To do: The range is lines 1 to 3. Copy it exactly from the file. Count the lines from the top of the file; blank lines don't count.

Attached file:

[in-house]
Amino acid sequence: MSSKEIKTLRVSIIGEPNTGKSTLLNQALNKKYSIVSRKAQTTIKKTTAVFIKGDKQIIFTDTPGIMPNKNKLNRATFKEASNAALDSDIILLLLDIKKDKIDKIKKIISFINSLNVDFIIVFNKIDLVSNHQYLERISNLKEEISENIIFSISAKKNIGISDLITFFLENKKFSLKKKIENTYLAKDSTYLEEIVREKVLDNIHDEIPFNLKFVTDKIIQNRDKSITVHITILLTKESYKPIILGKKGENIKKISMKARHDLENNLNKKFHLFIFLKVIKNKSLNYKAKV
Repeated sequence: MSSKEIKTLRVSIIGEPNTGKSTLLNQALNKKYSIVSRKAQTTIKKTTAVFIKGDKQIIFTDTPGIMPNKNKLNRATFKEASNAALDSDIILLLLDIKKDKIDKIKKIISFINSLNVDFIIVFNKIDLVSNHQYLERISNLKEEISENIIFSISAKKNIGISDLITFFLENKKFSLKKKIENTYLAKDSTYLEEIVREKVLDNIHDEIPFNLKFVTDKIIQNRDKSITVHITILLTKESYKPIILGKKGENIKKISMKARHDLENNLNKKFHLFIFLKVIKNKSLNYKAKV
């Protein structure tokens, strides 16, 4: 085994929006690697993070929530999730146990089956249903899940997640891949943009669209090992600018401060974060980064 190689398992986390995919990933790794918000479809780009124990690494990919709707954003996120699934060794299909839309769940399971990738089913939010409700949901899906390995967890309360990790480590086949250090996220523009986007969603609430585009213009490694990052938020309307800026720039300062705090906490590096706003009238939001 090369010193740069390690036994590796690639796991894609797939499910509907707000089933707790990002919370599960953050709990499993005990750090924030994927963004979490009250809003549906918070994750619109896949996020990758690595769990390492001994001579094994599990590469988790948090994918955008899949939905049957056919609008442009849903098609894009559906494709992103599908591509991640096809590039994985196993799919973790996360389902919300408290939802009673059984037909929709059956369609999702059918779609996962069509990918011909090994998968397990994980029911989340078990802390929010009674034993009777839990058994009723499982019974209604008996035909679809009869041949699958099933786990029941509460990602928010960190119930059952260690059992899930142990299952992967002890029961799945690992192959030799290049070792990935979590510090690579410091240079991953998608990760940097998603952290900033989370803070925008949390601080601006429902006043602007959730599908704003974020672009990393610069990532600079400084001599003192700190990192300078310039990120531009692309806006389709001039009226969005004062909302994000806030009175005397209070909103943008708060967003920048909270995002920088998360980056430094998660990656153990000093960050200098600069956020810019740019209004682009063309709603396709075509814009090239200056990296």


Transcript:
[in-house]
Amino acid sequence: MSSKEIKTLRVSIIGEPNTGKSTLLNQALNKKYSIVSRKAQTTIKKTTAVFIKGDKQIIFTDTPGIMPNKNKLNRATFKEASNAALDSDIILLLLDIKKDKIDKIKKIISFINSLNVDFIIVFNKIDLVSNHQYLERISNLKEEISENIIFSISAKKNIGISDLITFFLENKKFSLKKKIENTYLAKDSTYLEEIVREKVLDNIHDEIPFNLKFVTDKIIQNRDKSITVHITILLTKESYKPIILGKKGENIKKISMKARHDLENNLNKKFHLFIFLKVIKNKSLNYKAKV
Repeated sequence: MSSKEIKTLRVSIIGEPNTGKSTLLNQALNKKYSIVSRKAQTTIKKTTAVFIKGDKQIIFTDTPGIMPNKNKLNRATFKEASNAALDSDIILLLLDIKKDKIDKIKKIISFINSLNVDFIIVFNKIDLVSNHQYLERISNLKEEISENIIFSISAKKNIGISDLITFFLENKKFSLKKKIENTYLAKDSTYLEEIVREKVLDNIHDEIPFNLKFVTDKIIQNRDKSITVHITILLTKESYKPIILGKKGENIKKISMKARHDLENNLNKKFHLFIFLKVIKNKSLNYKAKV